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Lucy, Esq.
Lucy, Esq., Lawyer
Category: Criminal Law
Satisfied Customers: 29803
Experience:  Criminal Justice Degree, JD with Criminal Law Concentration. Worked for the DA and U.S. Attorney.
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Defendant is charged with 2 counts of Gross Sexual Imposition

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Defendant is charged with 2 counts of Gross Sexual Imposition (AA Felony) and 1 count of Corruption of Minors (C Felony). Basically all 3 are statutory rape, same alleged victim.

Question is if it is allowed/ever done to negotiate a settlement (monetary, no contact order etc.) with the alleged victim's family in exchange for prosecutor dismissing charges?

My name is XXXXX XXXXX I'd be happy to answer your questions today. I'm sorry to hear about your dilemma.

Unfortunately, no, that would not be possible. If the alleged victim were planning to bring a separate civil suit, the accused person could negotiate a settlement in that case to avoid a judgment. However, once a police report is filed, the whole thing is out of the victim's hands. It's entirely up to the DA to decide whether to proceed with the case. That means that the DA would have to be part of any negotiations and would have to agree to dismiss the charges.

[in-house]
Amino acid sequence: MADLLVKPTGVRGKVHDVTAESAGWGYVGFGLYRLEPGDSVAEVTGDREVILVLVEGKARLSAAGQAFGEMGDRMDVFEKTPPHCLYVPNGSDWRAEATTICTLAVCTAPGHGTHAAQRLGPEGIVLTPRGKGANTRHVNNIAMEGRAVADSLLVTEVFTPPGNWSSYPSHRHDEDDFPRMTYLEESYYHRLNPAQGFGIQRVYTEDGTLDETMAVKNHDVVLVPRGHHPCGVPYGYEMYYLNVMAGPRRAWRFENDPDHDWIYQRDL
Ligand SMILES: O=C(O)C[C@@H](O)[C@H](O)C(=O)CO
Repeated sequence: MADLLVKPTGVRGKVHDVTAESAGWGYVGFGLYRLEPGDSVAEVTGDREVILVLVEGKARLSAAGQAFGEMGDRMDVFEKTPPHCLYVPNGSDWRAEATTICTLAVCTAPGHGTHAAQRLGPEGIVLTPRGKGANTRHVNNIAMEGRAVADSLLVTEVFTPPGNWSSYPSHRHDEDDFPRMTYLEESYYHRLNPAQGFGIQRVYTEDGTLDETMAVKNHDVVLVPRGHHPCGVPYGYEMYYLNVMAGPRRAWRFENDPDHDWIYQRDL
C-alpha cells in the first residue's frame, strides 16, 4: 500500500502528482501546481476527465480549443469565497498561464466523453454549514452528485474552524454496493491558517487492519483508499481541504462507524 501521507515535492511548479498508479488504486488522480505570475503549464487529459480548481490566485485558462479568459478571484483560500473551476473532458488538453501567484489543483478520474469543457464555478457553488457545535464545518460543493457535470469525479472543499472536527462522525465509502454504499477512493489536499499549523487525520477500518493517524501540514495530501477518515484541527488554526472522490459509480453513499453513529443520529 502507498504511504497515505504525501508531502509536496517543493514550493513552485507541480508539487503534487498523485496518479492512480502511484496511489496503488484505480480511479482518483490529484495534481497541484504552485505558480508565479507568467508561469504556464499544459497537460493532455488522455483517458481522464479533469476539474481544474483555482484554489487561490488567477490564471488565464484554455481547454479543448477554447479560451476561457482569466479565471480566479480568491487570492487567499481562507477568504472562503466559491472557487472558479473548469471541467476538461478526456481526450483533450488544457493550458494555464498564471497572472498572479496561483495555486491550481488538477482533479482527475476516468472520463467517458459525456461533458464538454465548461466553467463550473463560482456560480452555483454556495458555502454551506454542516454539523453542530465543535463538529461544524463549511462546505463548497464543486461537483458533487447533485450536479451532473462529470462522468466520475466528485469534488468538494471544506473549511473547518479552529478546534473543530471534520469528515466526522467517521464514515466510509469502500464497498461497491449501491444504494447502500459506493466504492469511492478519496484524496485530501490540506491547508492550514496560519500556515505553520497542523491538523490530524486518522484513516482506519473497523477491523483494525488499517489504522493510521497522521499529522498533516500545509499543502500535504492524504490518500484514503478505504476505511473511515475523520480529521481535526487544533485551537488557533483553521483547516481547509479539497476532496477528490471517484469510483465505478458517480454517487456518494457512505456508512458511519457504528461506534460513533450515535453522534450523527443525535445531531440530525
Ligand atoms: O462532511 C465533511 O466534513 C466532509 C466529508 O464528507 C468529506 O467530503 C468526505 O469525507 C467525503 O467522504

Offering a cash settlement to the alleged victim in exchange for refusing to testify is witness tampering, which is a Class C Felony. N.D. Code, Section 12.1-09-01.

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Customer: replied 3 years ago.

I understand that the alleged victim cannot dismiss the charges. But would the DA be willing to negotiate something like this?

Every case is different. What the DA will allow in a given case depends on a lot of facts, including whether the person has any prior criminal history and the age difference between the parties. If the accused person is 18 with no criminal history it's far more likely than if you're talking about a 50 year age difference and someone with an extensive criminal record.

But even so, what you're talking about is essentially a diversion program. With diversion, a person will serve a term of probation (usually a year or two), and if he fulfills all terms, the charges can be dismissed at the end. Terms may include paying fines, community service, going to counseling, and could include paying restitution to victims. That's very common for first-time drug offenses and has also been used for minor shoplifting charges. But I've never seen it used for sex crimes.

Any person who has been charged with multiple felonies can have an attorney appointed if he cannot afford one. So the person could bring it up with the lawyer. But it's unfortunately not likely.
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